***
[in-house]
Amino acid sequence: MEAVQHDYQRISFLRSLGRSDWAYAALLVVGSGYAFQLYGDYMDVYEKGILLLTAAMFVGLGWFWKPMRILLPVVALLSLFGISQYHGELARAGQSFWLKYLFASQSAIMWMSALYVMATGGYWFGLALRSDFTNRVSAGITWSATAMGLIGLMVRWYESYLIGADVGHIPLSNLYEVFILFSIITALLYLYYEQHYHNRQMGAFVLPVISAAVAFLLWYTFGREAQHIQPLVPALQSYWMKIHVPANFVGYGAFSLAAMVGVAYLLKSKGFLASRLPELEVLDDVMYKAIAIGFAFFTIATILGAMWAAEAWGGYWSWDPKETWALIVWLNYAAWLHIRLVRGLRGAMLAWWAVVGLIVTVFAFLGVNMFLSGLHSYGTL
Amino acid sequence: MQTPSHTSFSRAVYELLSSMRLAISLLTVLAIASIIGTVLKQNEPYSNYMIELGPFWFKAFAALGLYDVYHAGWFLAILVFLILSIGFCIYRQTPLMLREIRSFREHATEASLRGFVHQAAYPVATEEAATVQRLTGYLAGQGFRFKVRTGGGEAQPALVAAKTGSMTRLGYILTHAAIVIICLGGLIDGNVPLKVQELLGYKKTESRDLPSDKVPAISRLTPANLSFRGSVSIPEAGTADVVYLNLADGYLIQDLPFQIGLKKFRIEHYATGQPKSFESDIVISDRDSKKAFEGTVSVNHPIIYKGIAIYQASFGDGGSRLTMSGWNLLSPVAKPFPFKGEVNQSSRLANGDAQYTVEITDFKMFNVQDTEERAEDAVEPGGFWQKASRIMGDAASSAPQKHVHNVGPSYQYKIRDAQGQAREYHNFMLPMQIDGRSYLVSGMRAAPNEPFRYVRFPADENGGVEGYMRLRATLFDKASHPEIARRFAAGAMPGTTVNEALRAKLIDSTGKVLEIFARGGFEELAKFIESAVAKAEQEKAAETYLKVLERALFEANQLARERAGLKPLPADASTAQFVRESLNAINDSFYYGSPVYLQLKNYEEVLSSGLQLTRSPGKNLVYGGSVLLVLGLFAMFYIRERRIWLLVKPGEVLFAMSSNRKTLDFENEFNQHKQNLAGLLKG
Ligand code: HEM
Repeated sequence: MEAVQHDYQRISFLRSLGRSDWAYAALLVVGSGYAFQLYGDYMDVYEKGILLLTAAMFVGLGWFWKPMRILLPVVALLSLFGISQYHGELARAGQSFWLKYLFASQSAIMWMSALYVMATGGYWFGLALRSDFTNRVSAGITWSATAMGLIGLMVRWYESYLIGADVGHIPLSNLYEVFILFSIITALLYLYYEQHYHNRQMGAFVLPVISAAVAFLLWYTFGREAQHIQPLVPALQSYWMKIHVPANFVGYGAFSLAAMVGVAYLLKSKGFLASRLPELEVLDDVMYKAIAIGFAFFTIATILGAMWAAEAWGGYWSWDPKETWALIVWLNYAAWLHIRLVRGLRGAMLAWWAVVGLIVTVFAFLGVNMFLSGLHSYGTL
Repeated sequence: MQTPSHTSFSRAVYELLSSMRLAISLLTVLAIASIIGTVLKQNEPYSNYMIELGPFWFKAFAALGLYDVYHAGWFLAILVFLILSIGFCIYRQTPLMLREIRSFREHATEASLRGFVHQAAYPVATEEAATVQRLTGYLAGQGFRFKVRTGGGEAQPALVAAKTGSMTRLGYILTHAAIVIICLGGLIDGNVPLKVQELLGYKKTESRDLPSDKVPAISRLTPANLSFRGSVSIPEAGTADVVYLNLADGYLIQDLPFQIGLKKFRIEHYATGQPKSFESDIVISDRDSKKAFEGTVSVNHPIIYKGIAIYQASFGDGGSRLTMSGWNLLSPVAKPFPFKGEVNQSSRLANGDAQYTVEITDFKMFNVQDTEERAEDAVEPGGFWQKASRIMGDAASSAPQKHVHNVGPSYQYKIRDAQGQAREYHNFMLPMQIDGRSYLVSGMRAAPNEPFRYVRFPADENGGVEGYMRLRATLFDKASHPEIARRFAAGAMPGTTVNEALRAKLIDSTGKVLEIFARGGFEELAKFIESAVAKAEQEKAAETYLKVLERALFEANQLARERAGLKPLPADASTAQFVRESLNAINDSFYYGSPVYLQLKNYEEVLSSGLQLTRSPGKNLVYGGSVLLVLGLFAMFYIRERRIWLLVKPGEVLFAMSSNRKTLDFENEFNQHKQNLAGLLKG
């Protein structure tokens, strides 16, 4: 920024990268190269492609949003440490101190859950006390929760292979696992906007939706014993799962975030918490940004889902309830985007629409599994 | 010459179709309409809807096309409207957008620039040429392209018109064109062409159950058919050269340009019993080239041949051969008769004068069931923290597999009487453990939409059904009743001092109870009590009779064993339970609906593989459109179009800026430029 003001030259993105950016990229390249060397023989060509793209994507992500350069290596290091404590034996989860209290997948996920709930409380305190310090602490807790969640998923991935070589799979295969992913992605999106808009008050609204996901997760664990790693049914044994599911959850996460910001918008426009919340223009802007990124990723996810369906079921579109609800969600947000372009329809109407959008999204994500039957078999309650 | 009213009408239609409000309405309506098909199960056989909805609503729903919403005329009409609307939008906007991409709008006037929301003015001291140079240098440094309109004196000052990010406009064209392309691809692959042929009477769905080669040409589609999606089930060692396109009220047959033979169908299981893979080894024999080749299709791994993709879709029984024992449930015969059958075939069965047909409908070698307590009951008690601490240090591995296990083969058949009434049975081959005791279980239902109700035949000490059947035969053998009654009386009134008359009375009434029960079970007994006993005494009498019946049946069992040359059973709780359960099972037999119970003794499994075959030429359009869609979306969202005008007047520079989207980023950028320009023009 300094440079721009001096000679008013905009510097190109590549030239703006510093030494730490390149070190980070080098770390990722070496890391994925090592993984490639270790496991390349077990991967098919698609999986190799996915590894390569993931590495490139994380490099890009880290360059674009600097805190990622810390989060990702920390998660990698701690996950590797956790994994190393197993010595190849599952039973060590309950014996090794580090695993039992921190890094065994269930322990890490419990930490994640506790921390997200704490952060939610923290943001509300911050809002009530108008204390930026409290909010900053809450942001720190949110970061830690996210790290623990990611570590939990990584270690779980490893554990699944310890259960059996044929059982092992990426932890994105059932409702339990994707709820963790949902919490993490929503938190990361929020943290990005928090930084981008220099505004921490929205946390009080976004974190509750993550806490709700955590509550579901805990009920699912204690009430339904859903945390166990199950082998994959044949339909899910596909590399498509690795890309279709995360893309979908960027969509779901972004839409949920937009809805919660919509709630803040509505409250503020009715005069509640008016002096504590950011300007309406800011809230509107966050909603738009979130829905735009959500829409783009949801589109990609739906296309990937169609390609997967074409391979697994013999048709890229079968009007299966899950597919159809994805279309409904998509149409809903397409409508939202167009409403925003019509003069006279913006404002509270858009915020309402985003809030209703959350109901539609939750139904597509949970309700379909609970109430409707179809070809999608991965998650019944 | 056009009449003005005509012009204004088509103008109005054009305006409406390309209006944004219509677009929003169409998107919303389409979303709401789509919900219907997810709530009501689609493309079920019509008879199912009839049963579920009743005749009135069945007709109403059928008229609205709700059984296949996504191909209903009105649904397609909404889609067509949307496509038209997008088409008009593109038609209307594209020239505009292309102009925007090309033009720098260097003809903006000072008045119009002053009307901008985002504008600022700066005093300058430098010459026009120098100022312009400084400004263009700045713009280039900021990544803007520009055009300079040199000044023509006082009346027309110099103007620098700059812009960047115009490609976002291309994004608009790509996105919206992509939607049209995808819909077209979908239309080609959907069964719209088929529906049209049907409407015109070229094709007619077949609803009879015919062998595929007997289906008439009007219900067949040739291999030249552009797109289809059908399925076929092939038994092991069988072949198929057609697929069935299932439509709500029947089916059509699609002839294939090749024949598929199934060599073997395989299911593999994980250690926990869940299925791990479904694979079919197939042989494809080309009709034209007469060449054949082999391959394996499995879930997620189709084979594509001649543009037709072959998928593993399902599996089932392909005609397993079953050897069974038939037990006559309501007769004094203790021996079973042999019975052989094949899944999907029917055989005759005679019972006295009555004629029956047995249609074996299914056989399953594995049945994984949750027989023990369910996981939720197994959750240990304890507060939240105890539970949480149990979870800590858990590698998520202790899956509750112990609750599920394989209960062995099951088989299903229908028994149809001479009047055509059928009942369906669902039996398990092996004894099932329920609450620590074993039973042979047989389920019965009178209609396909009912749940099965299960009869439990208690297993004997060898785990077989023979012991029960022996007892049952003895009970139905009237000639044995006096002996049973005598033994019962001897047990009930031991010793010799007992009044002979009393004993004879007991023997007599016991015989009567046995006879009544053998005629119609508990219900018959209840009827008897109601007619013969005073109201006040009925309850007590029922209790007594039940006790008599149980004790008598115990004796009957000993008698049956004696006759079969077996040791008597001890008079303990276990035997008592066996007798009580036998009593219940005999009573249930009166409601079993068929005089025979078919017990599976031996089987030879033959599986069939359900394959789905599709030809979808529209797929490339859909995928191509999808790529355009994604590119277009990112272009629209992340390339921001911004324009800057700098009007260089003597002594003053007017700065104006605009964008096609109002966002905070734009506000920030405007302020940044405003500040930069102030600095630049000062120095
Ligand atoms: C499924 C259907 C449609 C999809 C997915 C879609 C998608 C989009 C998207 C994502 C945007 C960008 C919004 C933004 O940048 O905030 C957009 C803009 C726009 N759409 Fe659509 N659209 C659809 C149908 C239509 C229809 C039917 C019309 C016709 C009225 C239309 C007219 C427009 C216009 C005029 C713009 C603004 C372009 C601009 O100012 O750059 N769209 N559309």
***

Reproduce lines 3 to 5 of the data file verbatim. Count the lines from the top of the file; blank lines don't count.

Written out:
Amino acid sequence: MQTPSHTSFSRAVYELLSSMRLAISLLTVLAIASIIGTVLKQNEPYSNYMIELGPFWFKAFAALGLYDVYHAGWFLAILVFLILSIGFCIYRQTPLMLREIRSFREHATEASLRGFVHQAAYPVATEEAATVQRLTGYLAGQGFRFKVRTGGGEAQPALVAAKTGSMTRLGYILTHAAIVIICLGGLIDGNVPLKVQELLGYKKTESRDLPSDKVPAISRLTPANLSFRGSVSIPEAGTADVVYLNLADGYLIQDLPFQIGLKKFRIEHYATGQPKSFESDIVISDRDSKKAFEGTVSVNHPIIYKGIAIYQASFGDGGSRLTMSGWNLLSPVAKPFPFKGEVNQSSRLANGDAQYTVEITDFKMFNVQDTEERAEDAVEPGGFWQKASRIMGDAASSAPQKHVHNVGPSYQYKIRDAQGQAREYHNFMLPMQIDGRSYLVSGMRAAPNEPFRYVRFPADENGGVEGYMRLRATLFDKASHPEIARRFAAGAMPGTTVNEALRAKLIDSTGKVLEIFARGGFEELAKFIESAVAKAEQEKAAETYLKVLERALFEANQLARERAGLKPLPADASTAQFVRESLNAINDSFYYGSPVYLQLKNYEEVLSSGLQLTRSPGKNLVYGGSVLLVLGLFAMFYIRERRIWLLVKPGEVLFAMSSNRKTLDFENEFNQHKQNLAGLLKG
Ligand code: HEM
Repeated sequence: MEAVQHDYQRISFLRSLGRSDWAYAALLVVGSGYAFQLYGDYMDVYEKGILLLTAAMFVGLGWFWKPMRILLPVVALLSLFGISQYHGELARAGQSFWLKYLFASQSAIMWMSALYVMATGGYWFGLALRSDFTNRVSAGITWSATAMGLIGLMVRWYESYLIGADVGHIPLSNLYEVFILFSIITALLYLYYEQHYHNRQMGAFVLPVISAAVAFLLWYTFGREAQHIQPLVPALQSYWMKIHVPANFVGYGAFSLAAMVGVAYLLKSKGFLASRLPELEVLDDVMYKAIAIGFAFFTIATILGAMWAAEAWGGYWSWDPKETWALIVWLNYAAWLHIRLVRGLRGAMLAWWAVVGLIVTVFAFLGVNMFLSGLHSYGTL